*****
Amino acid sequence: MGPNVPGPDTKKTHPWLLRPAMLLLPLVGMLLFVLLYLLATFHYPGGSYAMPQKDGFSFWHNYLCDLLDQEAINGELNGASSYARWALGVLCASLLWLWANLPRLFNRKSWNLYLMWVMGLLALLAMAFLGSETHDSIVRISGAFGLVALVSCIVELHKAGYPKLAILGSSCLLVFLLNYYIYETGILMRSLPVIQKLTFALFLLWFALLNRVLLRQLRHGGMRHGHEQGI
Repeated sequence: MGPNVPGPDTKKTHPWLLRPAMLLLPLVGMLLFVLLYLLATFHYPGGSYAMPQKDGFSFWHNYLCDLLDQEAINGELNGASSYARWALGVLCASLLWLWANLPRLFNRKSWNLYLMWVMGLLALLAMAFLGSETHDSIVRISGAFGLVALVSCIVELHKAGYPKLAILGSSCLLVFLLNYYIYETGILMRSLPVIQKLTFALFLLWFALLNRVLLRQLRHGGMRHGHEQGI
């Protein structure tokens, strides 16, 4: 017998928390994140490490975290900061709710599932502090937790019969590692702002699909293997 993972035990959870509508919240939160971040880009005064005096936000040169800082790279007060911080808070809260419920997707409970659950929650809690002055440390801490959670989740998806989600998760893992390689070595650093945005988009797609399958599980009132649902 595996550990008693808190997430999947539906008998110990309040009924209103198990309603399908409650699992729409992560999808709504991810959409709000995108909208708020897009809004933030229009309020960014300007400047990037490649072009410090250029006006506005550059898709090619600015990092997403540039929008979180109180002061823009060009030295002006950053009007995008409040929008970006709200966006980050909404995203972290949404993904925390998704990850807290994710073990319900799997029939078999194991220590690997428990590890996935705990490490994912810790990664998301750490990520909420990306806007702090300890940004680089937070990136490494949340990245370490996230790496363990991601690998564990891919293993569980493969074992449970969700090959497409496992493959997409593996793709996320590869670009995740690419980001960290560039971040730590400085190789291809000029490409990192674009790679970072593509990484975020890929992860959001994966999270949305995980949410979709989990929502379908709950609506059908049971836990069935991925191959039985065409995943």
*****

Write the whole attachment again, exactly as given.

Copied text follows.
Amino acid sequence: MGPNVPGPDTKKTHPWLLRPAMLLLPLVGMLLFVLLYLLATFHYPGGSYAMPQKDGFSFWHNYLCDLLDQEAINGELNGASSYARWALGVLCASLLWLWANLPRLFNRKSWNLYLMWVMGLLALLAMAFLGSETHDSIVRISGAFGLVALVSCIVELHKAGYPKLAILGSSCLLVFLLNYYIYETGILMRSLPVIQKLTFALFLLWFALLNRVLLRQLRHGGMRHGHEQGI
Repeated sequence: MGPNVPGPDTKKTHPWLLRPAMLLLPLVGMLLFVLLYLLATFHYPGGSYAMPQKDGFSFWHNYLCDLLDQEAINGELNGASSYARWALGVLCASLLWLWANLPRLFNRKSWNLYLMWVMGLLALLAMAFLGSETHDSIVRISGAFGLVALVSCIVELHKAGYPKLAILGSSCLLVFLLNYYIYETGILMRSLPVIQKLTFALFLLWFALLNRVLLRQLRHGGMRHGHEQGI
């Protein structure tokens, strides 16, 4: 017998928390994140490490975290900061709710599932502090937790019969590692702002699909293997 993972035990959870509508919240939160971040880009005064005096936000040169800082790279007060911080808070809260419920997707409970659950929650809690002055440390801490959670989740998806989600998760893992390689070595650093945005988009797609399958599980009132649902 595996550990008693808190997430999947539906008998110990309040009924209103198990309603399908409650699992729409992560999808709504991810959409709000995108909208708020897009809004933030229009309020960014300007400047990037490649072009410090250029006006506005550059898709090619600015990092997403540039929008979180109180002061823009060009030295002006950053009007995008409040929008970006709200966006980050909404995203972290949404993904925390998704990850807290994710073990319900799997029939078999194991220590690997428990590890996935705990490490994912810790990664998301750490990520909420990306806007702090300890940004680089937070990136490494949340990245370490996230790496363990991601690998564990891919293993569980493969074992449970969700090959497409496992493959997409593996793709996320590869670009995740690419980001960290560039971040730590400085190789291809000029490409990192674009790679970072593509990484975020890929992860959001994966999270949305995980949410979709989990929502379908709950609506059908049971836990069935991925191959039985065409995943």